Sunday

25th Sep 2022

Opinion

Who will look after the Arctic?

  • Arctic resources should be used in a sustainable manner that preserves biological diversity (Photo: Mats Holmström, norden.org)

The vulnerable Arctic Region is vital to the global climate and environment, but its future is dependent on striking a delicate balance between conservation and use.

The geographical position of the Nordic countries entails a special responsibility for ensuring that national interests are not allowed to get in the way of the international community making a difference in the Arctic. The Nordic Region must take the lead in promoting sustainable development in the Arctic - and it is a matter of the greatest urgency.

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Since much of its territory, both on land and at sea, falls within the Arctic Circle, the Nordic Region is heavily committed to addressing the issues faced by this unique yet vulnerable area.

The Nordic countries already work together to support the Arctic population's social, economic and cultural development, however, as a political unit, the Nordic Region would also like to make sure that Arctic resources are used in a sustainable manner that preserves biological diversity.

It is equally clear, however, that the Nordic Region will not be able to achieve all of this on its own, and will require the help of the entire international community.

Many of the environmental threats facing the Arctic originate from far away. The build up of hazardous materials such as mercury and pesticides shows the impact on this area of production and consumption in Europe, the USA, Russia, China and India.

The globalised economy's demand for oil and gas resources, as well as its desire for shorter and faster transport routes through the Arctic, also contribute to the pressures upon this vulnerable place.

Although the global economy creates new challenges for the people of the Arctic, it also provides them with new opportunities. It is vital that we make the most of these opportunities to raise the standard of living in the area in a sustainable manner.

It is essential that the EU also assumes a high degree of responsibility for the Arctic Region. Under the Danish EU Presidency in 2001, the Arctic Window became part of the union's work on the Northern Dimension, which in turn received a further boost under the Finnish Presidency in 2007.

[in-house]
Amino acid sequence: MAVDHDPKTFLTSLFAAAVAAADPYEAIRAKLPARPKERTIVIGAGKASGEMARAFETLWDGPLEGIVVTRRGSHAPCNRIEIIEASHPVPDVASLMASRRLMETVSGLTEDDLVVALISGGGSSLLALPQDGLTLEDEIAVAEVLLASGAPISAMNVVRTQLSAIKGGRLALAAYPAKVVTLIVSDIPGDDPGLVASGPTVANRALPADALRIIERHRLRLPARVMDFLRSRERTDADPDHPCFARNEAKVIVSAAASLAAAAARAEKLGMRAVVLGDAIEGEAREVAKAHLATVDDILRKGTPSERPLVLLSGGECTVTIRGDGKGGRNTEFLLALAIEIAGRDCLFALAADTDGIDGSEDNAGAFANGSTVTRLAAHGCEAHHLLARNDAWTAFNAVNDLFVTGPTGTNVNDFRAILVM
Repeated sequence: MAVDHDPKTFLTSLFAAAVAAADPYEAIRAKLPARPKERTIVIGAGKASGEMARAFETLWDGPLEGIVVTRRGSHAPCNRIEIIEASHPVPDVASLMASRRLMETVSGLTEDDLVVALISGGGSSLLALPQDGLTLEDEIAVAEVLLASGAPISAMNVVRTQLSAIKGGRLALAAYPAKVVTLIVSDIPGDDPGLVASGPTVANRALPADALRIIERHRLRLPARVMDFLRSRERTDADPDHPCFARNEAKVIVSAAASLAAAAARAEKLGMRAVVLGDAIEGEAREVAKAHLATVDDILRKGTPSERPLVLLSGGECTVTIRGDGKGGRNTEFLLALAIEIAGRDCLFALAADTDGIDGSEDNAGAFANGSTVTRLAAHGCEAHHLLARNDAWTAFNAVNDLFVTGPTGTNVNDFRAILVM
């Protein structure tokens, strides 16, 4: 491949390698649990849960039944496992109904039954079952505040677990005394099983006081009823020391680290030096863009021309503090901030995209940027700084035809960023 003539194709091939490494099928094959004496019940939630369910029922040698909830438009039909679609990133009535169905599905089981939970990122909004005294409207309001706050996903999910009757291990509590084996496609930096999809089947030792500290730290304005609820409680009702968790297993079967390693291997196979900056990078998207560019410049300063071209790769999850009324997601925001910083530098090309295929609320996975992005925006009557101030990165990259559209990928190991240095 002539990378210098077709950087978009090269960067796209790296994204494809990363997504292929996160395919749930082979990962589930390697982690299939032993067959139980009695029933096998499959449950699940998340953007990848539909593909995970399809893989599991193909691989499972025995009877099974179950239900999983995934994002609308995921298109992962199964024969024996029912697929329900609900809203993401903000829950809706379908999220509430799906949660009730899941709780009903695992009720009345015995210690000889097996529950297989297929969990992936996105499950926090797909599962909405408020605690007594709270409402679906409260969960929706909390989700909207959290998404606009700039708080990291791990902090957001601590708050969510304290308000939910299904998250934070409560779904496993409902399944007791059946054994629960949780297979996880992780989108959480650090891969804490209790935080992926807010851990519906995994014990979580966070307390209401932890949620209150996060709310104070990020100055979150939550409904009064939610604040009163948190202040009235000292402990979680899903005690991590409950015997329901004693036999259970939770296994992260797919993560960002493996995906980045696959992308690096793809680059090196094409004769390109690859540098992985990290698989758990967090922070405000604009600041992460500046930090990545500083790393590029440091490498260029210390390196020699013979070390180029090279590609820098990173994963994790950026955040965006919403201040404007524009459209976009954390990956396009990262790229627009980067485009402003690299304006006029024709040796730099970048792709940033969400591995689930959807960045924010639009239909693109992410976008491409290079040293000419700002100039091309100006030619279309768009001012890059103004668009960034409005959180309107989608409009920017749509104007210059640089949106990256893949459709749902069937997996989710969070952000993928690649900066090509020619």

The Nordic Region still needs to draw greater attention to Arctic issues in the EU, however, especially those relevant to the integrated maritime policy and the EU's leadership role in international climate negotiations.

To this end, the Nordic Council of Ministers has just published a report on the impact on the Arctic Region, direct and indirect, of the EU's many policy areas. Its findings reveal that although the EU already exerts a major influence in the Arctic Region, it does not have a coherent policy for the area.

In order to involve the EU, its member states and other important stakeholders in Arctic questions, the Nordic Council of Ministers is organising a conference, "Common Concern for the Arctic," in Greenland, beginning on Tuesday (9 September).

One positive development is that the EU, under the current French Presidency, is working on an Arctic communiqué to be published in the autumn.

Sweden, which holds the Presidency of the Nordic Council of Ministers in 2008, the Presidency of the EU in autumn 2009 and the Presidency of the Arctic Council 2011–2012, has a key role to play in promoting international responses to the challenges facing the Arctic.

The Nordic Region has strong traditions of promoting sustainable development, but it is vitally important for the Arctic Region that the EU and the other Arctic states such as Russia, the USA and Canada also play an active role.

The Nordic environment ministers have also launched an initiative to improve the planning, management and protection of the marine environment in both the Nordic Region and the Arctic.

But active commitment to the Arctic is required from the EU and the rest of the international community – and it is a matter of the greatest urgency.

The Arctic's global significance must not and shall not be underestimated. The Nordic Region, along with the people of the Arctic, must lead the way and strike the right balance between conservation and use. We cannot do it on our own, however. We need to bring other stakeholders on board.

Cristina Husmark Pehrsson is Minister for Nordic Cooperation in Sweden and Halldor Asgrimsson is Secretary General of The Nordic Council of Ministers

Disclaimer

The views expressed in this opinion piece are the author's, not those of EUobserver.

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